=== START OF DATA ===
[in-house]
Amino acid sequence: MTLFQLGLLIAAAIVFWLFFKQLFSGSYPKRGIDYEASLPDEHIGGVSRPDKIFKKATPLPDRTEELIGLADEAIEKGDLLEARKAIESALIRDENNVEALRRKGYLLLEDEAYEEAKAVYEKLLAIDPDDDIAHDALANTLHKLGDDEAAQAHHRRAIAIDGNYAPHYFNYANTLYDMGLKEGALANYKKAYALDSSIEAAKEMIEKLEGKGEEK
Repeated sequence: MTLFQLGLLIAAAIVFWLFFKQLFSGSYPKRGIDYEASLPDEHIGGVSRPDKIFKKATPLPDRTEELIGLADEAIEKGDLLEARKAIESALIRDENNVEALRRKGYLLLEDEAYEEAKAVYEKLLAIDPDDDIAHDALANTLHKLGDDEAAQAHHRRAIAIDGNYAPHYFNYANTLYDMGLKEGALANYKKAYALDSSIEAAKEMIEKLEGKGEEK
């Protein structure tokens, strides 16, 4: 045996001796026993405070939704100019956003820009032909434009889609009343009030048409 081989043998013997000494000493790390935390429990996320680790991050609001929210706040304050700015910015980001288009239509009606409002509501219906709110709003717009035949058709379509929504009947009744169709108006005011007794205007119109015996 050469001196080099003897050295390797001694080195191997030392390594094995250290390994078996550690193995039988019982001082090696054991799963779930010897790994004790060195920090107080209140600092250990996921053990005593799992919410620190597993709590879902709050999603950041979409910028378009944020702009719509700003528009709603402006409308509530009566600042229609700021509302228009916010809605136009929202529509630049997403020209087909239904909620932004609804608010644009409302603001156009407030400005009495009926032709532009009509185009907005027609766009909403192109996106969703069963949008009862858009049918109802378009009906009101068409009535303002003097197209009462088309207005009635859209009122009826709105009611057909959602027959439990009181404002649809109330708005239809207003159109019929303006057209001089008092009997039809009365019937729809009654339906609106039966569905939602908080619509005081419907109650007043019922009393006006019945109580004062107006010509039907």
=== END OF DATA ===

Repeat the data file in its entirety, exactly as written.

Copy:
[in-house]
Amino acid sequence: MTLFQLGLLIAAAIVFWLFFKQLFSGSYPKRGIDYEASLPDEHIGGVSRPDKIFKKATPLPDRTEELIGLADEAIEKGDLLEARKAIESALIRDENNVEALRRKGYLLLEDEAYEEAKAVYEKLLAIDPDDDIAHDALANTLHKLGDDEAAQAHHRRAIAIDGNYAPHYFNYANTLYDMGLKEGALANYKKAYALDSSIEAAKEMIEKLEGKGEEK
Repeated sequence: MTLFQLGLLIAAAIVFWLFFKQLFSGSYPKRGIDYEASLPDEHIGGVSRPDKIFKKATPLPDRTEELIGLADEAIEKGDLLEARKAIESALIRDENNVEALRRKGYLLLEDEAYEEAKAVYEKLLAIDPDDDIAHDALANTLHKLGDDEAAQAHHRRAIAIDGNYAPHYFNYANTLYDMGLKEGALANYKKAYALDSSIEAAKEMIEKLEGKGEEK
């Protein structure tokens, strides 16, 4: 045996001796026993405070939704100019956003820009032909434009889609009343009030048409 081989043998013997000494000493790390935390429990996320680790991050609001929210706040304050700015910015980001288009239509009606409002509501219906709110709003717009035949058709379509929504009947009744169709108006005011007794205007119109015996 050469001196080099003897050295390797001694080195191997030392390594094995250290390994078996550690193995039988019982001082090696054991799963779930010897790994004790060195920090107080209140600092250990996921053990005593799992919410620190597993709590879902709050999603950041979409910028378009944020702009719509700003528009709603402006409308509530009566600042229609700021509302228009916010809605136009929202529509630049997403020209087909239904909620932004609804608010644009409302603001156009407030400005009495009926032709532009009509185009907005027609766009909403192109996106969703069963949008009862858009049918109802378009009906009101068409009535303002003097197209009462088309207005009635859209009122009826709105009611057909959602027959439990009181404002649809109330708005239809207003159109019929303006057209001089008092009997039809009365019937729809009654339906609106039966569905939602908080619509005081419907109650007043019922009393006006019945109580004062107006010509039907």